Yes, I managed to find the first issue of al-Qaeda's "Inspire Magazine" on the Internet:
Did you know Hitler's "Mein Kampf" is banned in Germany (France, too, I think)? That censorship is a mistake. In truth, every high school student should be forced to read at least excerpts. The book isn't a book; it's a rampage. Nothing to be afraid of.
Ditto for al-Qaeda's magazine. I assume our government is the reason why it is so hard to track down (it took me about an hour). Outlawing the magazine, or making it damn near impossible to find, only makes it more attractive. It gives the magazine an outlaw (or more precisely, taboo) energy it does not have on its own. By which I mean "Inspire," when all is said and done, is singularly uninspiring.
The magazine is a textbook demonstration of middle class rebellion. Some examples:
"The dust will never settle down" is the title of an article by New Mexico-born al-Awlaki, who is on the U.S. most wanted list. My blog discussed him at length. (I suppressed it when several indicators suggested he might be tuning in). His "dust" metaphor refers to the hullabaloo surrounding the Danish cartoon.
Never settle down. Al-Awlaki obviously savors those words; he is repeating them from a sermon he gave. To quote "The Source of Terrorism: Middle Class Rebellion," (p.185):
Middle class rebellion exalts … the world according to Heraclitus (540-480 BC). "One cannot step twice into the same river," he observed, "for the water into which you first stepped has flowed on." Some examples of rebellion's worship of movement for its own sake:
· "Goodbye to here," [French poet and middle class rebel archetype] Arthur Rimbaud waved, "no matter where."
· “Chance became our trademark,” Dadaist Hans Richter (1888-1976) recalled: "we followed it like a compass."
· [French poet] Lautréamont pronounced: "all is foam."
The special value that the rebel places on movement as a thing in itself is part of the greater value he accords to unity, to synthesis, to being with The One. It is a unity inside oneself and/or others, as well as in movement; it is a unity forever felt, forever just out of reach. Al-Qaeda's magazine poignantly phrases that yearning this way: "This effort, the effort of defending the Messenger of Allāh صلى الله عليه وسلم, should not be limited to a particular group of Muslims such as the mujāhidīn but should be the effort of the ummah, the entire ummah. This is an issue that should unite the efforts of the Muslims worldwide."
"The Source of Terrorism" (pp. 181-185) notes that the middle class rebel cultivates a number of specific contradictions, one of which is high morals/base practice:
"O Purity! Purity!" Rimbaud cried out: "When shall we go beyond the shores and the mountains, to salute the birth of the new work, and the new wisdom, the flight of tyrants and demons, the end of superstition, and be the first to adore Christmas on earth? The song of heaven, the marching peoples! Slaves, let us not curse life."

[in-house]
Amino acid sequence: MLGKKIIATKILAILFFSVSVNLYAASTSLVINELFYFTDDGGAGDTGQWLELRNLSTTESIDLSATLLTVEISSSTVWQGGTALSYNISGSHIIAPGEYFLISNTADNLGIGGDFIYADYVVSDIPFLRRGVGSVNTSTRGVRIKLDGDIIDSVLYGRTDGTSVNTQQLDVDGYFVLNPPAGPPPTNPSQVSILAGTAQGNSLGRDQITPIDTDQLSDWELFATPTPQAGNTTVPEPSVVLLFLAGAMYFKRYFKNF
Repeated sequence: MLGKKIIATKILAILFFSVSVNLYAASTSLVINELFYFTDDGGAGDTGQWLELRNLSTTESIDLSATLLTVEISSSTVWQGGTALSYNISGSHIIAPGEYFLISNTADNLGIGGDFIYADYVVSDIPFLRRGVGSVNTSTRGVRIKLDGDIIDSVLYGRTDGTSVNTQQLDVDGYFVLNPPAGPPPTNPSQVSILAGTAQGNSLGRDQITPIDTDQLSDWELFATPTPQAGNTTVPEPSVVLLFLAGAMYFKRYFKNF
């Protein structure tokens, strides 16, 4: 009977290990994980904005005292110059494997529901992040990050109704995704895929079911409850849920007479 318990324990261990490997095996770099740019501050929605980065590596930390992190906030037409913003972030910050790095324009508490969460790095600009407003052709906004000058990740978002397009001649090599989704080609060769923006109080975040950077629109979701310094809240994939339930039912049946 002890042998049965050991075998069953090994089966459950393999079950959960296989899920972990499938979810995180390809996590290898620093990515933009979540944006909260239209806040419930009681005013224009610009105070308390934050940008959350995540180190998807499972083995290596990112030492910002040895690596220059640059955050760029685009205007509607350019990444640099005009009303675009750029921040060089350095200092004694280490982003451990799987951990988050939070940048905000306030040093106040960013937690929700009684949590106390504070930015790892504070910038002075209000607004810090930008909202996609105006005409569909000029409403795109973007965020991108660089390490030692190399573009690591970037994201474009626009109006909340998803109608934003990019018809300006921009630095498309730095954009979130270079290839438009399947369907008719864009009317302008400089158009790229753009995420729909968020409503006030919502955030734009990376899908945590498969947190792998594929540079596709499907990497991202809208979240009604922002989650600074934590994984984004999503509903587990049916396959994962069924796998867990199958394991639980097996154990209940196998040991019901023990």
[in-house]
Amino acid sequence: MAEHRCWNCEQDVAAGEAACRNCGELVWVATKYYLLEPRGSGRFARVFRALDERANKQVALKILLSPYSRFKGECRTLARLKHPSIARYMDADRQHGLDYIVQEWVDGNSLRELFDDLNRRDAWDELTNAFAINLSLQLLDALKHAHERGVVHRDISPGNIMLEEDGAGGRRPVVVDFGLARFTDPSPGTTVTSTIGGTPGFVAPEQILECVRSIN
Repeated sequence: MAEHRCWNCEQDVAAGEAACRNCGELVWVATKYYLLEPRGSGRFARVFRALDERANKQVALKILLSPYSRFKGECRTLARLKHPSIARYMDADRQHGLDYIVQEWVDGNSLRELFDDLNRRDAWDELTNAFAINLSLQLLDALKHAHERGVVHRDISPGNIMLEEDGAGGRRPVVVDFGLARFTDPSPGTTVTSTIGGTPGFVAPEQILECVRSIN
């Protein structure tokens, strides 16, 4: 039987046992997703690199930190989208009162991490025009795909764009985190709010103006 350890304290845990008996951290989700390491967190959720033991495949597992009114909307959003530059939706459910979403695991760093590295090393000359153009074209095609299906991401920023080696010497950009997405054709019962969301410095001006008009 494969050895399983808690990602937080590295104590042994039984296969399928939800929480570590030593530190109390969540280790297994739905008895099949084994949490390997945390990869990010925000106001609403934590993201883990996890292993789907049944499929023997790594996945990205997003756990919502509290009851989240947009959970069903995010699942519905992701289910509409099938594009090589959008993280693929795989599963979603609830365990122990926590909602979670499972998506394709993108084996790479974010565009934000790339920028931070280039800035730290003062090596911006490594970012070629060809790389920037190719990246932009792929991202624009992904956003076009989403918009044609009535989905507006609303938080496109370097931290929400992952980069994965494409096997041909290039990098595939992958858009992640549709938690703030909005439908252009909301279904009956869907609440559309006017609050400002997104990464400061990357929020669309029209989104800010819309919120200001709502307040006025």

Christmas on earth for Rimbaud proved to be not always a silent night. "Give over everything to war, to vengeance, to terrors," he urged elsewhere:
Europe, Asia, America -- disappear!
Our avenging march has occupied everywhere,
all cities, countrysides! We will be overcome!
Volcanoes will blow up; the ocean will be hit...
Every respectable, middle class family man will steadfastly deny that he has any connection whatsoever with such an avenging march -- that there is the slightest link between the middle class and nihilistic terror. As a matter of record, it must be noted that among the most ardent admirers of Rimbaud was Saloth Sâr, a kindly petit professor of French literature during the 1950s. Saloth Sâr, alias Pol Pot.
[The anarchist leader] Mikhail Bakunin professed that he was seeking a "universal revolution" entirely out of moral principle, in order that "millions of deceived, enslaved, tormented and exploited human beings, liberated from all their directors and benefactors, official and officious, collective and individual, may breathe at last with complete freedom." To achieve the freeing of the tormented people of the world, Bakunin advised: "Poison, dagger, noose, etc. The revolution sanctifies all without distinction. The field lies open!"
Bakunin's poison, dagger, noose, "etc." find their echo in al-Qaeda's magazine: "We, by the will of Allāh will not back down from the defense of our beloved. We will fight for him, we will instigate, we will bomb and we will assassinate, and may our mothers be bereaved of us if we do not rise in his defense. It is the honor of the best of creation that is at stake and it is not much to set the world on fire for his sake."